In Chemed's March 16, 2009 letter rejecting MMI's demand in its February 12, 2009 letter for a tax-free spin-off of one of the company's two subsidiaries, CEO Kevin McNamara cited the "current market environment" as the primary reason Chemed would not proceed with a split-up and implied that Chemed would revisit the issue at the proper time. We can think of no reason stockholders could possibly trust the timing of a management and board who chose to upgrade its private jet fleet at stockholder expense in the midst of a 100-year storm in the global economy. MMI's decision to nominate its highly qualified slate of independent director candidates was due to our concerns about such decision-making.
We recognize that as a long-term board member you participated in the decision to purchase this aircraft, yet we nonetheless are hopeful that Chemed will begin the process of addressing its entrenched culture of corporate largesse in advance of the 2009 annual meeting.
Sincerely, Clay Lifflander
CERTAIN INFORMATION CONCERNING THE PARTICIPANTS
MMI Investments, L.P., a Delaware limited partnership ("MMI Investments"), together with the other participants named below, has made a preliminary filing with the Securities and Exchange Commission ("SEC") of a proxy statement (the "Proxy Statement") and an accompanying proxy card to be used to solicit votes in connection with the solicitation of proxies in support its director nominees at the 2009 Annual Meeting of Stockholders of Chemed Corporation (the "Company").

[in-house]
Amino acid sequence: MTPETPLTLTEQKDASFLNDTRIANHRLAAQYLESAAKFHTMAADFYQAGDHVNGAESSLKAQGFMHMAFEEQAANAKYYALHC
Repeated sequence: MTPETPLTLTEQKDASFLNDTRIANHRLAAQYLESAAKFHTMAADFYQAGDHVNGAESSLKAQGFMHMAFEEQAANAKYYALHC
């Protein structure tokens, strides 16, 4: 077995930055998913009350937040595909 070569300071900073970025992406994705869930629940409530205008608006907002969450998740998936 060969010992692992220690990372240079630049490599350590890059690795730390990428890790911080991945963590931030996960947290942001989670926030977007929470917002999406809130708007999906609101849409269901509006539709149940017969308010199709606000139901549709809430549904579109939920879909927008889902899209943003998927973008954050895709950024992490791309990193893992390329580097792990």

MMI INVESTMENTS ADVISES ALL STOCKHOLDERS OF THE COMPANY TO READ THE PROXY STATEMENT AND OTHER PROXY MATERIALS AS THEY BECOME AVAILABLE BECAUSE THEY WILL CONTAIN IMPORTANT INFORMATION. IN ADDITION, THE PARTICIPANTS IN THE PROXY SOLICITATION WILL PROVIDE COPIES OF THE PROXY STATEMENT WHEN AVAILABLE WITHOUT CHARGE UPON REQUEST. REQUESTS FOR COPIES SHOULD BE DIRECTED TO THE PARTICIPANTS' PROXY SOLICITOR, MACKENZIE PARTNERS, INC. BY CALLING (800) 322-2885. ANY SUCH PROXY MATERIALS WILL ALSO BE AVAILABLE AT NO CHARGE ON THE SEC'S WEB SITE AT HTTP://WWW.SEC.GOV.
The participants in the proxy solicitation are MMI Investments, MCM Capital Management, LLC ("MCM"), which is the general partner of MMI Investments, John S. Dyson, who is Chairman and a voting member of MCM, Clay B. Lifflander, who is President and a voting member of MCM, Scott J. Cromie, James Foy, Peter A, Michel and Carroll R. Wetzel, Jr. (the "Group"). As of April 1, 2009, MMI Investments beneficially owned 800,000 shares of common stock, $1 par value per share (the "Common Stock"), of the Company, which shares represent approximately 3.6% of the outstanding Common Stock, and Mr. Cromie beneficially owned two shares of Common Stock. Except for the shares owned by MMI Investments and Mr. Cromie, which each member of the Group may be deemed to beneficially own under SEC rules, none of the other members of the Group beneficially owns any Common Stock of the Company. Additional information concerning MMI Investments and the other members of the Group will be included in the Proxy Statement.
|SOURCE MMI Investments, L.P.|